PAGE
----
Research Reports - Detection of text-based social cues in adults with traumatic brain injury

Neuropsychol Rehabil. 2017 Jun 8:1-15. doi: 10.1080/09602011.2017.1333012. [Epub
ahead of print]

Turkstra LS(1)(2), Duff MC(3), Politis AM(1)(4), Mutlu B(5).

OBJECTIVES: Written text contains verbal immediacy cues-word form or grammatical
cues that indicate positive attitude or liking towards an object, action, or
person. We asked if adults with moderate-severe traumatic brain injury (TBI)
would respond to these cues, given evidence of TBI-related social communication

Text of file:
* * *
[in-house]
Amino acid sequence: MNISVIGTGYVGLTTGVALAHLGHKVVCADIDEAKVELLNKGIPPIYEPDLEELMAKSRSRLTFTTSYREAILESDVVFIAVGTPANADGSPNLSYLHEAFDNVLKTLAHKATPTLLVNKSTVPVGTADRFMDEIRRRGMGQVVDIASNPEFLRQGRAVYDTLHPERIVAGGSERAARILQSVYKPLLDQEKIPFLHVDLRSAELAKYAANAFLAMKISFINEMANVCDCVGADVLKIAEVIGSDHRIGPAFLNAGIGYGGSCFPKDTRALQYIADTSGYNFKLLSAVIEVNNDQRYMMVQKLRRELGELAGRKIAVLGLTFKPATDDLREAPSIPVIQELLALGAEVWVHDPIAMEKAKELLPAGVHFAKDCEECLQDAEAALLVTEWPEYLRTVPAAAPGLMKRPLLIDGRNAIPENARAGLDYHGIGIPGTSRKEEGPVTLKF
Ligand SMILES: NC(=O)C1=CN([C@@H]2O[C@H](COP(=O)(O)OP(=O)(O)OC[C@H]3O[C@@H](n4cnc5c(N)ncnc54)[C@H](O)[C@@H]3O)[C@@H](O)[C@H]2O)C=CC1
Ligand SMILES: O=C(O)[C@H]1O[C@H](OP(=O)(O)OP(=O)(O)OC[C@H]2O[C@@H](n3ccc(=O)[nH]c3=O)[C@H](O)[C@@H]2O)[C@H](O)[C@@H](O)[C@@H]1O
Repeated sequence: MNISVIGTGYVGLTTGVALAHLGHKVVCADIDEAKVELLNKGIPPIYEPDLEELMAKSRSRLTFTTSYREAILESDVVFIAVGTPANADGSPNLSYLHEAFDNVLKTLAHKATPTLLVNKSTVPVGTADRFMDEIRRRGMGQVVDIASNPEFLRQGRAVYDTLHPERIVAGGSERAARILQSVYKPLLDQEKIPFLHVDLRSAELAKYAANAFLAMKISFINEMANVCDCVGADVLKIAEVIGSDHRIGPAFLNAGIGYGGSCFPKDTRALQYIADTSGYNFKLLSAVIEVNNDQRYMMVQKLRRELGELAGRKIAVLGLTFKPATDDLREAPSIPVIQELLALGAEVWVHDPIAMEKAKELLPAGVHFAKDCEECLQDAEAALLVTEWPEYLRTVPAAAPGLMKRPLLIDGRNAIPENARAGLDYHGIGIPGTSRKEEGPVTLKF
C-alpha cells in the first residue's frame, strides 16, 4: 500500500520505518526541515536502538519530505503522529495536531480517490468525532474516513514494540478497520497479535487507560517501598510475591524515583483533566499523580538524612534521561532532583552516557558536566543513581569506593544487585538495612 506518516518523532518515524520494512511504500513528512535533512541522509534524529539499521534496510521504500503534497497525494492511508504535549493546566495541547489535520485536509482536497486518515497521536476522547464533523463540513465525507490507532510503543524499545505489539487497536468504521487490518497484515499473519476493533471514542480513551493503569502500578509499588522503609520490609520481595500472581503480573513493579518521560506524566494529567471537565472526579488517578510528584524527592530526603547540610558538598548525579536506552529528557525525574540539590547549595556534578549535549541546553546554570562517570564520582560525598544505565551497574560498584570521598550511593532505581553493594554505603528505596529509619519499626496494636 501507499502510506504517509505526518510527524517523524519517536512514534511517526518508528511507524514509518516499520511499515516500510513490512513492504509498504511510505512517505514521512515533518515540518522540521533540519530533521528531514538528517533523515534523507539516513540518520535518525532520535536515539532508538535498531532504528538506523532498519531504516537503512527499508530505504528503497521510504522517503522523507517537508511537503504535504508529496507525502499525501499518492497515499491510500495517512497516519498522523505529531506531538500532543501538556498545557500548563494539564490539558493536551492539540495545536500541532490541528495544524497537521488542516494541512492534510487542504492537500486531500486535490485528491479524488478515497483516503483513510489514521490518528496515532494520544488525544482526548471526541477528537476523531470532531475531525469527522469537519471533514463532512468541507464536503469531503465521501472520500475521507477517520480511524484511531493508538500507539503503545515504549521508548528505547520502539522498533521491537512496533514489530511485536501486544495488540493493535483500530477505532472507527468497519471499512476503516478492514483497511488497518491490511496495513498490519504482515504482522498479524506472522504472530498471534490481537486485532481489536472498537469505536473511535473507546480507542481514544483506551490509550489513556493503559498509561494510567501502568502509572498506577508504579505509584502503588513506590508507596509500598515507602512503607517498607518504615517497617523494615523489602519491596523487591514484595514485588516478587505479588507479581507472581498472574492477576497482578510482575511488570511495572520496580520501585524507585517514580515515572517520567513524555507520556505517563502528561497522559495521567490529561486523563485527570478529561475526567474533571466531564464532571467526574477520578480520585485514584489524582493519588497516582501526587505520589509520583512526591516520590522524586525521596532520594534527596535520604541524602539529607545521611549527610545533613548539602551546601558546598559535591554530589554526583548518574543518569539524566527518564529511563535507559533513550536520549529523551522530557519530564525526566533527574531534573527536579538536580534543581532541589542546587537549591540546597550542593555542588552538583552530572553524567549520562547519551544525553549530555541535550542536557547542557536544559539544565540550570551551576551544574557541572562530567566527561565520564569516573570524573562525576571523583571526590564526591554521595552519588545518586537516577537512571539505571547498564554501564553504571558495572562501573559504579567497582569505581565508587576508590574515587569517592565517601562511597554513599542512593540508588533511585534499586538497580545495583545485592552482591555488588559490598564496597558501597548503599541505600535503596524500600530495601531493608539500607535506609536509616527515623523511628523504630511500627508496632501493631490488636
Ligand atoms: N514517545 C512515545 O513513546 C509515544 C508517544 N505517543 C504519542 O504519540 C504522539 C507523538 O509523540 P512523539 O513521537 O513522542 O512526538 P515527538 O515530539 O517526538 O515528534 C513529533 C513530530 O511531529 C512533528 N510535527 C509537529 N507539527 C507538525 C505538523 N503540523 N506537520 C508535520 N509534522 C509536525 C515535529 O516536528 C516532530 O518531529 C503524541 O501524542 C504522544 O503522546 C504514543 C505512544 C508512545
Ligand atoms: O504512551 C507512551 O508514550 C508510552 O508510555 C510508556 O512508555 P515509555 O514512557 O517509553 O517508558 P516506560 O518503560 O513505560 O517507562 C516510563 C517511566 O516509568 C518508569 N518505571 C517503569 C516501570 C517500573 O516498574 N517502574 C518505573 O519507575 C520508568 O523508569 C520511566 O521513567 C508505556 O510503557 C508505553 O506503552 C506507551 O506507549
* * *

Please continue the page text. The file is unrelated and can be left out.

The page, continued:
impairments.
METHODS: Sixty-nine adults with TBI and 74 healthy comparison (HC) peers read
pairs of sentences containing different types of immediacy cues (e.g., speaker A
said "these Canadians" vs. B said "those Canadians.") and identified which
speaker (A or B) had a more positive attitude towards the underlined entity (Task
1); and pairs of sentences comprised of a context sentence (e.g., Fred is asked,
"Did you visit Joan and Sue?") and a statement sentence (Fred says, "I visited
Sue and Joan.") and were asked to indicate how much Fred liked or disliked the
underlined words (Task 2).
RESULTS: HC group scores were significantly higher on Task 1, indicating more
sensitivity to cues. On Task 2, TBI and HC group ratings differed across cue
types and immediacy types, and the TBI group appeared to have less sensitivity to
these cues.
CONCLUSIONS: Findings suggest that TBI-related impairments may reduce sensitivity
to subtle social cues in text. 

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